Film & Video Editor
What you need to know
Film and video editors bring together raw footage to make the final cut of a movie. Editors take footage shot by camera operators and organize it into a final product.
Film and video editors typically work in studios or in office settings. Nearly all editing work is done on a computer, and editors often are trained in a specific type of editing software.
A typical day for a film & video editor might include these duties:
- Edit footage for television programs, motion pictures, music videos, documentaries, or news and sporting events
- Organize and edit digital footage with video-editing software
- Collaborate with a director to determine the overall vision of the production
- Discuss editing techniques with a director to improve a scene
- Edit a scene based on the director’s vision
- Communication skills. Video editors must communicate with other members of a production team, including producers and directors, to ensure that the project goes smoothly.
- Computer skills. Video editors must use sophisticated editing software.
- Creativity. Video editors should be able to imagine what the result of their filming or editing will look like to an audience.
- Detail oriented. Editors look at every frame of film and decide what should be kept or cut in order to maintain the best content.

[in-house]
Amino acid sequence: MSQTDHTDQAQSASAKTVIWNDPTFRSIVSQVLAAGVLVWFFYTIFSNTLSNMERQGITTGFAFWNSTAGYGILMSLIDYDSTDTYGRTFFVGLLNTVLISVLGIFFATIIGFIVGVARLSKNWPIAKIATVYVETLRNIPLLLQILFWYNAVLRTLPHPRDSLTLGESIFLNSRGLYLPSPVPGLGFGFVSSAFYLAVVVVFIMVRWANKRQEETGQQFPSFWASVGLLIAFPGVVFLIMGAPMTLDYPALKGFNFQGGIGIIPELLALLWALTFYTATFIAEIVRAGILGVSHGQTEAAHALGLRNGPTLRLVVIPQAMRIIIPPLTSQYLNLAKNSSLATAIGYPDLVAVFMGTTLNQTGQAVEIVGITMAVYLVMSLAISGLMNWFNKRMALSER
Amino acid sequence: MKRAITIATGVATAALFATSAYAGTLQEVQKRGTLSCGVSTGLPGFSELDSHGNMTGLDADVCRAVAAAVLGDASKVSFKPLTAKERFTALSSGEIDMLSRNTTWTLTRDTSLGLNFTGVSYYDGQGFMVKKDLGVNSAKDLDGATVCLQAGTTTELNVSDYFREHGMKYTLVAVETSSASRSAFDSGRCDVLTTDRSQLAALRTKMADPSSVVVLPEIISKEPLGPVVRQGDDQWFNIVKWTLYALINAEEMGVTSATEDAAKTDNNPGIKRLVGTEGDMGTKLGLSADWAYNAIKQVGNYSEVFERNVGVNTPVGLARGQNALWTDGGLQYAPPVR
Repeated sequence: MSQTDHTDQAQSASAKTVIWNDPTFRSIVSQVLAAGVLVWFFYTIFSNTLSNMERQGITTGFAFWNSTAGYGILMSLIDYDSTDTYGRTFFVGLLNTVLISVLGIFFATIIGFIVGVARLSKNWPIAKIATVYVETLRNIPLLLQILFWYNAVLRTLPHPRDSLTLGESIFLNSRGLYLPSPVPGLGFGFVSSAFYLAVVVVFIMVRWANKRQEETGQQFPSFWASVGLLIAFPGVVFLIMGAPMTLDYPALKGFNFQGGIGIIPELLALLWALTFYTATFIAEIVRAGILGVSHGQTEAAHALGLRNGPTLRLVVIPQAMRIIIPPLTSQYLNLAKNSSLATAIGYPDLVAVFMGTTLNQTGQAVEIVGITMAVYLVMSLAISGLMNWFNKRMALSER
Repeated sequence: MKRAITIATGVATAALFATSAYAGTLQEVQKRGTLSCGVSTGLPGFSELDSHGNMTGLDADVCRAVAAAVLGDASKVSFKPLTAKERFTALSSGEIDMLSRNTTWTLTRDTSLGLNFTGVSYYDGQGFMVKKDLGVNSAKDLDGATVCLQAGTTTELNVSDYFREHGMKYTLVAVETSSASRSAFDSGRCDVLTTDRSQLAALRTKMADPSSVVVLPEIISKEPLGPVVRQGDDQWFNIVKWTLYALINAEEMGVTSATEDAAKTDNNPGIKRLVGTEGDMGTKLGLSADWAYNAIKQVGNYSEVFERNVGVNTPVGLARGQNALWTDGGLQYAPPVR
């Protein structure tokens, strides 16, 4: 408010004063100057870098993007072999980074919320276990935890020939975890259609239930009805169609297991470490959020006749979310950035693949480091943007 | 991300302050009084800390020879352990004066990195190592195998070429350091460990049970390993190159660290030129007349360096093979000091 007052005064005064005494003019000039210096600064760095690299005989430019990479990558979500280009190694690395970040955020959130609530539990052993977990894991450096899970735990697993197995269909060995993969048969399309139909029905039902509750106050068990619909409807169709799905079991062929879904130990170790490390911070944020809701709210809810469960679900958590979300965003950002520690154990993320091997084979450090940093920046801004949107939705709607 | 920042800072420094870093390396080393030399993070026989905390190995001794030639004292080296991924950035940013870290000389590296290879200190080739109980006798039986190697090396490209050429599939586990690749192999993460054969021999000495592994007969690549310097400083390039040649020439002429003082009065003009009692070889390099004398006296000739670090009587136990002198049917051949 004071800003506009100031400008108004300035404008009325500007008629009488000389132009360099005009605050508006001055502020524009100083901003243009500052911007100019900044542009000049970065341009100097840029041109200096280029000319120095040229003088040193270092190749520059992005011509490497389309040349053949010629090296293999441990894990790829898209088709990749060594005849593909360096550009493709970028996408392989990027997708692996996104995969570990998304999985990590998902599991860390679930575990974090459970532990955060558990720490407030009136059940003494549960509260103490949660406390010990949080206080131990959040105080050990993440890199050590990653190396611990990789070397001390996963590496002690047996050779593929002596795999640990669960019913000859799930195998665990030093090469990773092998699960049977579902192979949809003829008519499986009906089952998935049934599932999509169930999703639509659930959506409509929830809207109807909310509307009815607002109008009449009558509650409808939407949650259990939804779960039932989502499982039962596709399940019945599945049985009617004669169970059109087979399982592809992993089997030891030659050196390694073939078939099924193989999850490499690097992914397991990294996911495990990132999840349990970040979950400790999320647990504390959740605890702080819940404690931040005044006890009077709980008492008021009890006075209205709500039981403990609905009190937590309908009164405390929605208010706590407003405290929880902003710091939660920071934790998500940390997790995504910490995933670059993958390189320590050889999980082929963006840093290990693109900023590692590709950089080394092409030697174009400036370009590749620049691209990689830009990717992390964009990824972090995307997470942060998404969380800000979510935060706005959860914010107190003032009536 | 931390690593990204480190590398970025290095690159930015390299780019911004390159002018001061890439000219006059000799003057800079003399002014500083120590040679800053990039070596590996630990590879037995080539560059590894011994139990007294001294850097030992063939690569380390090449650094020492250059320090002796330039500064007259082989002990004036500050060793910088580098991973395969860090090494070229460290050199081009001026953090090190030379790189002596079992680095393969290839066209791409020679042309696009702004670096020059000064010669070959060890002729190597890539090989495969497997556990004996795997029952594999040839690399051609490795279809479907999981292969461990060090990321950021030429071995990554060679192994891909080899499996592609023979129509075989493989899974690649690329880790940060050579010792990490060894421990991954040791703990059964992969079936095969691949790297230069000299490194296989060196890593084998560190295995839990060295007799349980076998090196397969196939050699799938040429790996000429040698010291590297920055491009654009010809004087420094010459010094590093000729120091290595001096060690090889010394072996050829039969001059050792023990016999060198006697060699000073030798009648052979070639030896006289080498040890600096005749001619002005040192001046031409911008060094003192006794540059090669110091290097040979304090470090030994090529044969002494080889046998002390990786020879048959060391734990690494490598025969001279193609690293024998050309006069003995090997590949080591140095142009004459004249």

- Visual skills. Video editors must see clearly what they are filming or editing in the post-production process.
The average pay for film and video editors in the United States was $62,680 in May 2021 according to the U.S. Bureau of Labor Statistics.
A film and video editor’s pay depends on factors such as level of experience, education and training, geographic location, and specific industry.
About 9,400 new job openings for both camera operators and video editors are projected each year, on average, over the next 10 years in the United States. In 2021 there were about 33,700 camera operators and 48,100 video editors working in the United States.
Overall employment of film and video editors is projected to grow 14 percent from 2021 to 2031 according to the U.S. Bureau of Labor Statistics. This is much faster than the average growth rate for all occupations.
The number of Internet-only platforms, such as streaming services, is likely to increase, along with the number of shows produced for these platforms. This growth may lead to more work for editors and camera operators.
Most editor positions require education in a field related to film or broadcasting, such as communications. Some college major options include:
Many colleges offer courses in cinematography or video-editing software. Coursework involves a mix of film theory with practical training.
Editors may complete a brief period of on-the-job training. Some employers may offer new employees training in the type of specialized editing software those employers use. Most editors eventually specialize in one type of software, but beginners should be familiar with as many types as possible.